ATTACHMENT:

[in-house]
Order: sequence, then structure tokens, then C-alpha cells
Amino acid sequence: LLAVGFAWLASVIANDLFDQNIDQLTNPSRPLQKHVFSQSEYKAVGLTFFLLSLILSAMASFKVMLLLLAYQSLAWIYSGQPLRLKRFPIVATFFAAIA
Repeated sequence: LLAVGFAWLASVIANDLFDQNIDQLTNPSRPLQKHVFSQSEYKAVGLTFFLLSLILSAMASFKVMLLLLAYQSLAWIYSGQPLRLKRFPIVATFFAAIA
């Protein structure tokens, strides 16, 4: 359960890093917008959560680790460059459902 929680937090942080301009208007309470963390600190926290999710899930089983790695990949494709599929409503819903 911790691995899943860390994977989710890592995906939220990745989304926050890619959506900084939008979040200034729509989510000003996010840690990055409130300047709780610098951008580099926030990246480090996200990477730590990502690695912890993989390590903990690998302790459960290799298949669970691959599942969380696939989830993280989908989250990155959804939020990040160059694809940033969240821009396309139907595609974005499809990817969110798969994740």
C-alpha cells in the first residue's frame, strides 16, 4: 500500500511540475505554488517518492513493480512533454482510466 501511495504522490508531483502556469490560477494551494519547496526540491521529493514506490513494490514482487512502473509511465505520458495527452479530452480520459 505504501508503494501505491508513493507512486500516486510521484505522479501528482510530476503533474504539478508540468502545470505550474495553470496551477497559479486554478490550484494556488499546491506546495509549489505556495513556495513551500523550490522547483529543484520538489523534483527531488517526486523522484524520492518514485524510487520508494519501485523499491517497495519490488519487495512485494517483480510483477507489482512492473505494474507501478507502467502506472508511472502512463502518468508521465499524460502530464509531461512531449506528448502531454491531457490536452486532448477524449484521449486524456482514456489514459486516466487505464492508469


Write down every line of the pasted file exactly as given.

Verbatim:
[in-house]
Order: sequence, then structure tokens, then C-alpha cells
Amino acid sequence: LLAVGFAWLASVIANDLFDQNIDQLTNPSRPLQKHVFSQSEYKAVGLTFFLLSLILSAMASFKVMLLLLAYQSLAWIYSGQPLRLKRFPIVATFFAAIA
Repeated sequence: LLAVGFAWLASVIANDLFDQNIDQLTNPSRPLQKHVFSQSEYKAVGLTFFLLSLILSAMASFKVMLLLLAYQSLAWIYSGQPLRLKRFPIVATFFAAIA
């Protein structure tokens, strides 16, 4: 359960890093917008959560680790460059459902 929680937090942080301009208007309470963390600190926290999710899930089983790695990949494709599929409503819903 911790691995899943860390994977989710890592995906939220990745989304926050890619959506900084939008979040200034729509989510000003996010840690990055409130300047709780610098951008580099926030990246480090996200990477730590990502690695912890993989390590903990690998302790459960290799298949669970691959599942969380696939989830993280989908989250990155959804939020990040160059694809940033969240821009396309139907595609974005499809990817969110798969994740």
C-alpha cells in the first residue's frame, strides 16, 4: 500500500511540475505554488517518492513493480512533454482510466 501511495504522490508531483502556469490560477494551494519547496526540491521529493514506490513494490514482487512502473509511465505520458495527452479530452480520459 505504501508503494501505491508513493507512486500516486510521484505522479501528482510530476503533474504539478508540468502545470505550474495553470496551477497559479486554478490550484494556488499546491506546495509549489505556495513556495513551500523550490522547483529543484520538489523534483527531488517526486523522484524520492518514485524510487520508494519501485523499491517497495519490488519487495512485494517483480510483477507489482512492473505494474507501478507502467502506472508511472502512463502518468508521465499524460502530464509531461512531449506528448502531454491531457490536452486532448477524449484521449486524456482514456489514459486516466487505464492508469